Understanding how to run product experiments is a science. I've learnt from the school of hard knocks running them, and hope to share what I've learnt so that you know the basics and don't have to start from scratch.
It is advisable to work with a data scientist (or even better, have one embedded in your team) if you're thinking of running one. They can help you with experiment design and project your impact based on historical probability.
Experimental results can be directional or statistically-significant.
Directional is when you want to validate a hypothesis, but don't need it to be mathematically-accurate and take into account false positives or negatives.
You may be seeing a direction of change, but it could be due to random chance, seasonality or skewed data based on how you run the experiment.
The most common example is changing the onboarding flow for evaluators which impacts business revenue. The bigger the experience change, the bigger the risk.
The possibility of a positive impact may also be higher with a bigger change, as small cosmetic changes may not move the needle. If possible, push for a more daring change to overcome the local maxima problem.
You may have a degree of confidence in your new design based on qualitative research, but need bigger volume to validate your hypothesis as the small research sample size may not be representative of your customer base.
Running an experiment like this requires a pre-determined sample size based on the degree of confidence and precision required for the results. For smaller lifts or higher degrees of accuracy, a higher volume is required.
If the volume going through the flow where the change happens is very low, it may take months to run an experiment which is too costly. You might be better off validating your hypothesis using other methods.
Now that we know what type of experiment we are running, let's look at the basic phases of an experiment (excluding development).
We believe that change X (experience change) will result in an increase / decrease / no difference in Y (success metric) because of Z (e.g. belief, supporting research).
If there are multiple hypotheses, then you need to reduce your α *.
You should choose a target population that is most likely to be positively-impacted by the change.
This target population should ideally:
Measure of success refers to the relative (or absolute) change in the success metric.
Make it obvious whether it is relative or absolute when explaining to stakeholders, as people usually think in absolute terms. You won't want to mislead them to think that your impact is higher than interpreted.
If there are multiple success metrics, you need to reduce your α *.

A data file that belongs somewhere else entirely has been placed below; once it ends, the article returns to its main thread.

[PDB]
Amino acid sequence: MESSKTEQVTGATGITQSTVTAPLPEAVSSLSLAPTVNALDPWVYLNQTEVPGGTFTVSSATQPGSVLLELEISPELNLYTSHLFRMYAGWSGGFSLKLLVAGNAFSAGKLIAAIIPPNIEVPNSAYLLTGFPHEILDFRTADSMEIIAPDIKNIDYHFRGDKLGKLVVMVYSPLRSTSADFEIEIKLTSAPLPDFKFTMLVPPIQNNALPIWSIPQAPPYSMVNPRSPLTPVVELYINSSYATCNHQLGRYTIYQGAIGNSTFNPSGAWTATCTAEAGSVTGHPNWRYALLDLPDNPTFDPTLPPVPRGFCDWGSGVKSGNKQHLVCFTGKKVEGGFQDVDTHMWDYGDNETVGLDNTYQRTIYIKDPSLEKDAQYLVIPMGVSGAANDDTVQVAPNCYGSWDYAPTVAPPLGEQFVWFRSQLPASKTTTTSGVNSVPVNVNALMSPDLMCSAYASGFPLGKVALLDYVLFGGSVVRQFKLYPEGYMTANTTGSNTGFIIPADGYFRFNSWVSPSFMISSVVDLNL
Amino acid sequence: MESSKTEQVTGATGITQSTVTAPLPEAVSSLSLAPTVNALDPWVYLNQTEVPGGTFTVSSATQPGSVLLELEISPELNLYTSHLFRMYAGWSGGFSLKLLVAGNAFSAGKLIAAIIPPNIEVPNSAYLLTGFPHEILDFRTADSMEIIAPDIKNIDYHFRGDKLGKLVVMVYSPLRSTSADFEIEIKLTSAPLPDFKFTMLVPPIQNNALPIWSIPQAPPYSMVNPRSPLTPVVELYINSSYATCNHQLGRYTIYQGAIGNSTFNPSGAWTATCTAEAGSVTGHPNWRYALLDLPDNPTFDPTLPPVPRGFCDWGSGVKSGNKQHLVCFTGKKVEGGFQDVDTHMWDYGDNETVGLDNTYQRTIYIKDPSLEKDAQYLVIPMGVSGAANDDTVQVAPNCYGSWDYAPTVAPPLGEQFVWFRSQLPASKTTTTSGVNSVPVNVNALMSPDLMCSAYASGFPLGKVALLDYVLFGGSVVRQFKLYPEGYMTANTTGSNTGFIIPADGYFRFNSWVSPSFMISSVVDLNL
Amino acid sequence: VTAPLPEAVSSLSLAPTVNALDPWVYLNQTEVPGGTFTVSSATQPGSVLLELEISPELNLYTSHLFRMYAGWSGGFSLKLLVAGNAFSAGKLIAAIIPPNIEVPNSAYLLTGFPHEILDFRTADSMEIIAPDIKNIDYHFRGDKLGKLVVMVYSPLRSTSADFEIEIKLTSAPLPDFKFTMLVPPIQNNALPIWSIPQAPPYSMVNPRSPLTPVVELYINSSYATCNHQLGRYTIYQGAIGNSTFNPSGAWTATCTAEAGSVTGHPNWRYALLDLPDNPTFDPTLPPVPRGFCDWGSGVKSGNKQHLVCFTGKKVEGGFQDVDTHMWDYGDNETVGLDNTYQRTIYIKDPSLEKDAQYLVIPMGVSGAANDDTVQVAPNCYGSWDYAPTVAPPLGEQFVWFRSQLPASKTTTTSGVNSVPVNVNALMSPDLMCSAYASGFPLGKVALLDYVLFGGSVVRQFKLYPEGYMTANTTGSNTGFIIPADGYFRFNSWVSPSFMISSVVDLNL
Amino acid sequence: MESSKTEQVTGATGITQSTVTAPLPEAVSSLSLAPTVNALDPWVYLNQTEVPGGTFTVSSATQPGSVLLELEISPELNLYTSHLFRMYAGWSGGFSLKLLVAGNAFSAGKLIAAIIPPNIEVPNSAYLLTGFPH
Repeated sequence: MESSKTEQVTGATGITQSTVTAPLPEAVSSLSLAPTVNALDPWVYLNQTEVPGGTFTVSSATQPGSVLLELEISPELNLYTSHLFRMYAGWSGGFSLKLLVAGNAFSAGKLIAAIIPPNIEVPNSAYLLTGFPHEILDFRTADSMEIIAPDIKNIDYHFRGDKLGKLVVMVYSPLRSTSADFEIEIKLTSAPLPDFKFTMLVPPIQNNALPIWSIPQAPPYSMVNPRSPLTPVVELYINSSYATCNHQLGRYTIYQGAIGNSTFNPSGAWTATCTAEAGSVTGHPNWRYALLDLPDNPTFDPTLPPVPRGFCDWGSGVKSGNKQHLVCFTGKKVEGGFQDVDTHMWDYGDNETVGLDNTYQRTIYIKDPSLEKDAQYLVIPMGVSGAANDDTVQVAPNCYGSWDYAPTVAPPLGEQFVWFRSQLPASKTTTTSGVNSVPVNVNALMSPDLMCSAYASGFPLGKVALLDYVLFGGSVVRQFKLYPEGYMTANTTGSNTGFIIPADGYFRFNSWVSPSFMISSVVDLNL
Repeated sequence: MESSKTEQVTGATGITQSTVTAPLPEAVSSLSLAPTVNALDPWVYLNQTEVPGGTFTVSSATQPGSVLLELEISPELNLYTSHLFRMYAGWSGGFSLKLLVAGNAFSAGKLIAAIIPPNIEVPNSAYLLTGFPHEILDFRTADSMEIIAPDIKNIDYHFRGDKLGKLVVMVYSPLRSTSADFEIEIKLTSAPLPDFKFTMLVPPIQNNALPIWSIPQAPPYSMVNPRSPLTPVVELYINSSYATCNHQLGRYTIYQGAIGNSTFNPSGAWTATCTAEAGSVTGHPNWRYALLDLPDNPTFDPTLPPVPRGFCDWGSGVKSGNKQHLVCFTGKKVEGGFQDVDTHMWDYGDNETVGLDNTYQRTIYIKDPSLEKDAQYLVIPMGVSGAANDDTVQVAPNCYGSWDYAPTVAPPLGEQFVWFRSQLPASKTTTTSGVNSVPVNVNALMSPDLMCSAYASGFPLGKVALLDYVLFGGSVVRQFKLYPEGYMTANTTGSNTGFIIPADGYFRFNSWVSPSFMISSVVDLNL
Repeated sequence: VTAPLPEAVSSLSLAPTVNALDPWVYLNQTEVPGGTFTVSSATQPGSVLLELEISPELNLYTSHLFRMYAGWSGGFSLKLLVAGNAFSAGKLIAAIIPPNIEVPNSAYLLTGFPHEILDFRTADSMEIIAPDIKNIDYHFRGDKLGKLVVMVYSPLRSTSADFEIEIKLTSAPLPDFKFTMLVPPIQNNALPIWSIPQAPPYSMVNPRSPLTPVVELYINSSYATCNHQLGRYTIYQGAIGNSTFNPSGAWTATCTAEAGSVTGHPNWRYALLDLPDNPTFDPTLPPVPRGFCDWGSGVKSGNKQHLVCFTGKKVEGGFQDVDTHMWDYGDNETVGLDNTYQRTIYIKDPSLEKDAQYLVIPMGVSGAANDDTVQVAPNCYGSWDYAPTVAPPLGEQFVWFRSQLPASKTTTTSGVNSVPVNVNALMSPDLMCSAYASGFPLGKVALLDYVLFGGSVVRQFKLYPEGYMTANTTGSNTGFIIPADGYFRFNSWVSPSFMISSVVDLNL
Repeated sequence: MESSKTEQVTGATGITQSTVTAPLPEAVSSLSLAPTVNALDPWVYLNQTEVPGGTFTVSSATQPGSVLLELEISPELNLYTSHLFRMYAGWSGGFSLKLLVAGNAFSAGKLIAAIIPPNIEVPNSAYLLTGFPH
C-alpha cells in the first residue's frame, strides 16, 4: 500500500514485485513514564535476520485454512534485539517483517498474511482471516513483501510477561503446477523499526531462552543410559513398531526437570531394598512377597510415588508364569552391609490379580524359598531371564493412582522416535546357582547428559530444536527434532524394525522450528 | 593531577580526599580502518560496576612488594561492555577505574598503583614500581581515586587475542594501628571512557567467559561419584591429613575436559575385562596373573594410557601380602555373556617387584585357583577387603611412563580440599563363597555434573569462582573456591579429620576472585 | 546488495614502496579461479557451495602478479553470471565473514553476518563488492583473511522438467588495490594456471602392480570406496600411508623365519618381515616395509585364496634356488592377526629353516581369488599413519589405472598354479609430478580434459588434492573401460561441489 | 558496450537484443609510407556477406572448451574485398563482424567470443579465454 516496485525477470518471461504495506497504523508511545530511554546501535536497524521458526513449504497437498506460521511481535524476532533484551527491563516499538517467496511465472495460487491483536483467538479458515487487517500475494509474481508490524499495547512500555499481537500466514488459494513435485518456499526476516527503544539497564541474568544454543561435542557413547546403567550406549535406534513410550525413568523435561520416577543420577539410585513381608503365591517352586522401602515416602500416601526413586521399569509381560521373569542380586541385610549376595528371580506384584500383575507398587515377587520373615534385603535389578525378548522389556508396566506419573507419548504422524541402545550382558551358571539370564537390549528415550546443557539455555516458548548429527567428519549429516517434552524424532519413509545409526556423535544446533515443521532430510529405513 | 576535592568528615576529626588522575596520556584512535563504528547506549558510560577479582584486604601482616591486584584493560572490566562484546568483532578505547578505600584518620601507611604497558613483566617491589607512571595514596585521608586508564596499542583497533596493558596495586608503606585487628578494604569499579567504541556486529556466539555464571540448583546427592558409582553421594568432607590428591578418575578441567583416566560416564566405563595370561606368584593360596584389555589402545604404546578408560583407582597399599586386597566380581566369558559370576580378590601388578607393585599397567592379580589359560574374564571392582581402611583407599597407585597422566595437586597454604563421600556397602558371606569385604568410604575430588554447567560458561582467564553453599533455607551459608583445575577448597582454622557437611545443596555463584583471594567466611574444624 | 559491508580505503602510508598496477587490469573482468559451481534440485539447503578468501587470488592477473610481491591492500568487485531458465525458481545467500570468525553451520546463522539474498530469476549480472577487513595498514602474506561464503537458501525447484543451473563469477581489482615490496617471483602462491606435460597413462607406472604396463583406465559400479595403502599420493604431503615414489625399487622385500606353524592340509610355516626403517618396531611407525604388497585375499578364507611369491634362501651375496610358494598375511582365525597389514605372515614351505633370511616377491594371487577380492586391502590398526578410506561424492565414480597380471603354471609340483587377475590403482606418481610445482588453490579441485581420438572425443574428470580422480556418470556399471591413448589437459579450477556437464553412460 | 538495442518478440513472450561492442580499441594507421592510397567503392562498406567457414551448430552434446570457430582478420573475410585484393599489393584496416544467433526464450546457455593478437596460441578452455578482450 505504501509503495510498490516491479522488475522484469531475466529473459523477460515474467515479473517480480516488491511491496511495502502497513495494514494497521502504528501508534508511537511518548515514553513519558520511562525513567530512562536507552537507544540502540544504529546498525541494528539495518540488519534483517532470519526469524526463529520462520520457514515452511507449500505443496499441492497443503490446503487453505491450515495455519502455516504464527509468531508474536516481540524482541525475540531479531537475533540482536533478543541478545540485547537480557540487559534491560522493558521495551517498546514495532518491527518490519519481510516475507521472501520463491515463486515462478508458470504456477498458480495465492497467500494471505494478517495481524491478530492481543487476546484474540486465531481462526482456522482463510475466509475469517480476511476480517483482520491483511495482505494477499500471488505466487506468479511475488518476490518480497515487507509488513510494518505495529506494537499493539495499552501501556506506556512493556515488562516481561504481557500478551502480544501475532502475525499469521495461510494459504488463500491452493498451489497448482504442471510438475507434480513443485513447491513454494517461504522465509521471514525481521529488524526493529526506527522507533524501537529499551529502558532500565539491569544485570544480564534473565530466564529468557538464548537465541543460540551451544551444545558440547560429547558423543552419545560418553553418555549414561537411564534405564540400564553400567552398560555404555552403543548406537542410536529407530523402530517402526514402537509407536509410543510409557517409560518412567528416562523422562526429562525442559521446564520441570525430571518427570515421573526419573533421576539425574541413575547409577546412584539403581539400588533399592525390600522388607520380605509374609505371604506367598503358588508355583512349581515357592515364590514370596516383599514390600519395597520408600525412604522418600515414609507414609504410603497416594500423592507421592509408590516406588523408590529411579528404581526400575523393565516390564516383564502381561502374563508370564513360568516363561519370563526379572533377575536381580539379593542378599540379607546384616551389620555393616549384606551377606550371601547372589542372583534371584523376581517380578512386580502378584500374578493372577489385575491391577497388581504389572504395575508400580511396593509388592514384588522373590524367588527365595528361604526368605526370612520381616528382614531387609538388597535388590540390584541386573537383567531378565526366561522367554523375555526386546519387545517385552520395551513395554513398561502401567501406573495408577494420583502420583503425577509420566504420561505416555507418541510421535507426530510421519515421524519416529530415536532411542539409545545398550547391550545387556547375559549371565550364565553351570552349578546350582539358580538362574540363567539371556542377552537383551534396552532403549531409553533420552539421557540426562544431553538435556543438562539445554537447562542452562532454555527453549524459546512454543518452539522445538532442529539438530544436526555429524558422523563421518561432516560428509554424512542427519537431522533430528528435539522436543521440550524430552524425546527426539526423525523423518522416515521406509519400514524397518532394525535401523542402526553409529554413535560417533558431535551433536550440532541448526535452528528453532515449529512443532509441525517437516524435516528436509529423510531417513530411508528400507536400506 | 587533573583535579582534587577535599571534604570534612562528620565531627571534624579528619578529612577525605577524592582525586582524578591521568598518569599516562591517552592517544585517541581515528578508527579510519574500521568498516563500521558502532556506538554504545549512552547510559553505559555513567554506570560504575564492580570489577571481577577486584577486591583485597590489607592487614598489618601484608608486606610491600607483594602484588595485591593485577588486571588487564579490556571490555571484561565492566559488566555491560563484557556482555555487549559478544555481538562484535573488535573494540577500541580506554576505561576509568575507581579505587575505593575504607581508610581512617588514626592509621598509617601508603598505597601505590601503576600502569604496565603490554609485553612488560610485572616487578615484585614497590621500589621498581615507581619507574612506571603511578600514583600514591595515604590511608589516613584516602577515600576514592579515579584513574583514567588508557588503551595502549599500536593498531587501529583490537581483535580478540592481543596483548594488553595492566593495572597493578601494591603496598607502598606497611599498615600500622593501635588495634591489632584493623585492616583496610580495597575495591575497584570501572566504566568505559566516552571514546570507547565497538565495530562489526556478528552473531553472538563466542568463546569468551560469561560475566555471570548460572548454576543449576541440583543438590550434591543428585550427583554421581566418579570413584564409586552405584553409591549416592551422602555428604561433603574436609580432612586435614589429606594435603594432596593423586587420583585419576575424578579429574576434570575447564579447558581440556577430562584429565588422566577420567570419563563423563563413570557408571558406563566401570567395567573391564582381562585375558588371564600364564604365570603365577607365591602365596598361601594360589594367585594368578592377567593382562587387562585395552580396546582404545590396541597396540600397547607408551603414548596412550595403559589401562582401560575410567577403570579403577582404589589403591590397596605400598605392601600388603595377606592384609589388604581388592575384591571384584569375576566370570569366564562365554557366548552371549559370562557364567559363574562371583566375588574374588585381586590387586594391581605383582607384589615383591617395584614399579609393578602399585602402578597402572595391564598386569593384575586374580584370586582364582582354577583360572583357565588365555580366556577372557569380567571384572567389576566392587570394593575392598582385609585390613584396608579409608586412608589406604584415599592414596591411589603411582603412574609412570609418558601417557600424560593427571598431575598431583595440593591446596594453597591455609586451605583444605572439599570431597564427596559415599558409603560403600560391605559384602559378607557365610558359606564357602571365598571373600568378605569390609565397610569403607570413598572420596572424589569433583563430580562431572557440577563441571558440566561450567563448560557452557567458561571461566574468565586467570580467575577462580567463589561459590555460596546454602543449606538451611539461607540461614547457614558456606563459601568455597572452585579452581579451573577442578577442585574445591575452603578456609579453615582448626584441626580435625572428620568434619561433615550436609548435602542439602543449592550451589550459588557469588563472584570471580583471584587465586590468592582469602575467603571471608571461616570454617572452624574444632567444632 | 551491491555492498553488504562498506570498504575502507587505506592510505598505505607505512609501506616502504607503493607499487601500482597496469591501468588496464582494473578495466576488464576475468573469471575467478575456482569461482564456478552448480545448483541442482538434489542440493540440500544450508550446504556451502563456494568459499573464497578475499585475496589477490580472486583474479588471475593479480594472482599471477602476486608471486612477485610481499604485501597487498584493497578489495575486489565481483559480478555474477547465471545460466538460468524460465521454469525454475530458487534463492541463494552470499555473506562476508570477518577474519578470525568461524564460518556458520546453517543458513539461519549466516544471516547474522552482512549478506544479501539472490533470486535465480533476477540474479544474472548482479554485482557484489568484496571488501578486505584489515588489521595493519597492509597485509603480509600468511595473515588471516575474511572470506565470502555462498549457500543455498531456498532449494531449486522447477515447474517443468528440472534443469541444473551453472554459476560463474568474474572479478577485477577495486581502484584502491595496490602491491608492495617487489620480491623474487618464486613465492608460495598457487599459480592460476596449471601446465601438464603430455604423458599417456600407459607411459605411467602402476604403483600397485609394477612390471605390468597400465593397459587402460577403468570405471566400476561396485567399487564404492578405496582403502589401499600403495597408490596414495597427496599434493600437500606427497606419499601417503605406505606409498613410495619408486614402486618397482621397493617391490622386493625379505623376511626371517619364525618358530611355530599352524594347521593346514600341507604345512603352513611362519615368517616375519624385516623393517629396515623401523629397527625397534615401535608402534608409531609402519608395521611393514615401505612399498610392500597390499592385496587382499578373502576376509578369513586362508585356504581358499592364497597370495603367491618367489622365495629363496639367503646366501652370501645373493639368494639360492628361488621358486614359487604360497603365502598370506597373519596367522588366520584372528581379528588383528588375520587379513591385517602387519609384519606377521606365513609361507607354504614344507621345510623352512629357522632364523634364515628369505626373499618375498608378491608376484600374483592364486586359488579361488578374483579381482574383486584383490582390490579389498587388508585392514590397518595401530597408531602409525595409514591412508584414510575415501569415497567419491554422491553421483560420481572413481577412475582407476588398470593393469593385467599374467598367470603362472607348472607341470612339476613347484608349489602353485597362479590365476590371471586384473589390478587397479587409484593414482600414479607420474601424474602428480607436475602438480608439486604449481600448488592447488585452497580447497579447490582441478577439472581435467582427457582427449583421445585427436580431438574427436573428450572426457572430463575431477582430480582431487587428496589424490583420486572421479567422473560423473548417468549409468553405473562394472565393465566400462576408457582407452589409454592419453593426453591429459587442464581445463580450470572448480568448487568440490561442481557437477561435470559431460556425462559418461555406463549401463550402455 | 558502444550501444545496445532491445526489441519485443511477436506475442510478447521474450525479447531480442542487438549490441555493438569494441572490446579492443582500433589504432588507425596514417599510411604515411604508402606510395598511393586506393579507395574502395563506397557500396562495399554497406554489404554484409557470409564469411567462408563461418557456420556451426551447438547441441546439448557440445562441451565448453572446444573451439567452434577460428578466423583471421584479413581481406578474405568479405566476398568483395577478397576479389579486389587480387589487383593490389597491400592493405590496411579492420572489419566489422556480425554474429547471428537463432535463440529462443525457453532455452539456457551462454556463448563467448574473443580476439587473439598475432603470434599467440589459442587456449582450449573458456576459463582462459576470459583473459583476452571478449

We assume a normal data distribution with the standard 95% confidence and 80% precision for our results.
In inferential statistics, the null hypothesis's default position is that there is no statistically-significant difference between two variables (variation and control experience).
We want to correctly accept it 95% of the time (5% chance of false positives) when there is no actual difference, and correctly reject it 80% of the time (20% chance of false negatives) when there is an actual difference.
Significance level α = 0.05 (5%). Significance level is the % of the time that the minimum effect size will be detected, assuming it doesn't exist.
p-value represents this, where α should usually be < 0.05 to be statistically-significant.
* If you got multiple hypotheses, multiple success metrics or a multi-variant test, then you need to reduce your α.
We usually want to be 95% confident to NOT DETECT the minimum effect size when it doesn't exist.
In this case, we don't want false positives.
Statistical power 1−β = 0.8 (80%). Statistical power is the % of the time that the minimum effect size will be detected, assuming it exists.
We usually want to be 80% likely to DETECT the minimum effect size when it exists.
In this case, we don't want false negatives.
Assuming that we have 2 cohorts in a traditional A/B test, we need to calculate the sample size for each cohort to detect the relative lift in the variation cohort when compared to control.
Resources that may help with estimating it are:
Assuming you have a baseline conversion rate of an expected weekly volume of users going through your funnel based on your target population, you need ~X weeks to enrol the sample size and ~Y weeks to get to maturity.
When you start the experiment, you have to monitor the volume of enrolment as it might differ from estimates.
It is advisable not to engage in peeking of results before the experiment reaches maturity, as it might mislead you to make the wrong conclusions.
However, you can do that if you're running a sequential sampling test which allows real-time decision making.
Statistically-significant experiments take time to set up, design and run. Many startup founders grow their companies successfully without doing them.
On the other hand, as a company scales to millions of users, experimental infrastructure is created to allow product teams to validate ideas quickly to benefit from the volume and more importantly, understand the impact of their rollouts on business metrics such as revenue and retention.
As we move into the age of machine learning and big data, experimentation frameworks may change with the assistance of computing intelligence. How that changes the way we run experiments is an exciting development that will be worth watching out for!
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